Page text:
Week In Review: Stocks Tick Up As Earnings Season Gets Under Way
The stock market moved modestly higher this week, touching new record highs yet again. The Dow led the advance, adding 0.4%, while the Nasdaq and the S&P 500 each settled with gains of 0.2% apiece. The small-cap Russell 2000 struggled, however, ending the week with a loss of 0.5%.
Financials kicked off the third quarter earnings season on a mostly higher note; JPMorgan Chase (JPM), Citigroup (C), and Bank of America (BAC) all reported better-than-expected earnings. However, Wells Fargo (WFC) missed both top and bottom line estimates. Despite the largely positive showing, the S&P 500's financial sector moved lower, dropping 0.9%.
The retreat wasn't all that surprising as the financial sector did ride a four-week rally into earnings season--climbing 10.6% from September 7 to October 6--and, therefore, was likely overdue for a pull back. A decline in Treasury yields also worked against the sector, which typically benefits from an increase in interest rates. The benchmark 10-yr yield dropped eight basis points to 2.28%.
Softer-than-expected consumer prices had a hand in pushing Treasury yields lower, but did little to dial back the market's rate-hike expectations. The Consumer Price Index increased less than expected in September (0.5% actual vs 0.6% Briefing.com consensus), as did the core Consumer Price Index, which excludes food and energy (0.1% actual vs 0.2% Briefing.com consensus).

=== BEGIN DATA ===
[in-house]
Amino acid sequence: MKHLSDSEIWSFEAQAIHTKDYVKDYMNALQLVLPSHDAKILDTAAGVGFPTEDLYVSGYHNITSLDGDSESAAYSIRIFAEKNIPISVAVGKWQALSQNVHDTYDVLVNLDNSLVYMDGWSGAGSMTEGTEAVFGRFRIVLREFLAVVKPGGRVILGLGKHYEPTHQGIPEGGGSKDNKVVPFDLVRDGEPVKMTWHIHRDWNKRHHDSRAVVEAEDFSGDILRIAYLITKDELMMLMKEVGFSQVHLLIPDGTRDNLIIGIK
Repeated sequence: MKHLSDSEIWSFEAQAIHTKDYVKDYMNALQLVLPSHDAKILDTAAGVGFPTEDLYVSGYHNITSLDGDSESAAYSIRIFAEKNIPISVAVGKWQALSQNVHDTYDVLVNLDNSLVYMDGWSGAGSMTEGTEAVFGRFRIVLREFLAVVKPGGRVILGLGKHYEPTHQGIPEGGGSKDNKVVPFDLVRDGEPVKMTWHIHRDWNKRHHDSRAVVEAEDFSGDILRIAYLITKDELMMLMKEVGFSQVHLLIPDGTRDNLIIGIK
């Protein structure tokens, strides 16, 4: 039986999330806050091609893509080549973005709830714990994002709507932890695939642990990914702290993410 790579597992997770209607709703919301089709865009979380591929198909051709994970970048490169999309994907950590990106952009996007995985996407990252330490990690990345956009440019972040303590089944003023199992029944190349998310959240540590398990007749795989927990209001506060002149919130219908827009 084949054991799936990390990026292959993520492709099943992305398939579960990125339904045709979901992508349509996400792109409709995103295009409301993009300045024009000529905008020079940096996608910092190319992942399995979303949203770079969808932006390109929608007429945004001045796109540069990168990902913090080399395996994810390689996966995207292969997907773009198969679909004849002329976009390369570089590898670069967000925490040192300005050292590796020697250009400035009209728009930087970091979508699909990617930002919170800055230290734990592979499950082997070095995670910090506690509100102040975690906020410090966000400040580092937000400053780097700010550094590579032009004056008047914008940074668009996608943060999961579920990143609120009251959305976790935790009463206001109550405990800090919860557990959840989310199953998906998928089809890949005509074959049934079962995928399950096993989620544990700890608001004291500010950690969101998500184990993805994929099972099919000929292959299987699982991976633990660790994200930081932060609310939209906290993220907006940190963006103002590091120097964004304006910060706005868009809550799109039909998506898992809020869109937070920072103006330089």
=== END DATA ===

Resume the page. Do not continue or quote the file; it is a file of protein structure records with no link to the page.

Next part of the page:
The minutes from the September FOMC meeting were also released this week, but contained little to no new information. In short, the minutes showed that the Fed favors staying on a path of gradual rate hikes, although there was growing concern that the factors keeping a lid on inflation may not be transitory after all.
Following this week's events, the CME FedWatch Tool places the chances of a December rate hike at 82.9%, down modestly from 93.1% last week.
Industrial heavyweight General Electric (GE) had a rough showing this week, dropping 5.8%, after announcing that several of its top executives will be leaving the company. JPMorgan lowered its target price for the company to $20 from $22, which weighed on GE shares as well.
AT&T (T) was another notable laggard this week after announcing that its video subscribers declined for the third quarter in a row; the wireless giant finished with a loss of 7.5%.
On a positive note, the world's largest retailer--Wal-Mart (WMT)--jumped 9.7% this week after announcing a new return service that will allow its customers to return items they purchased online or in the store in under 30 seconds. Wal-Mart's brick-and-mortar locations potentially give the company an advantage over internet-based names like Amazon (AMZN) in the area of returns.
Wal-Mart's positive performance helped the S&P 500's consumer staples sector (+1.5%) settle alongside the technology (+1.3%), utilities (+1.3%), and real estate (+1.8%) groups at the top of the sector standings. On the flip side, the telecom services sector was by far the weakest performer--thanks mostly to AT&T--finishing with a loss of 4.6%.
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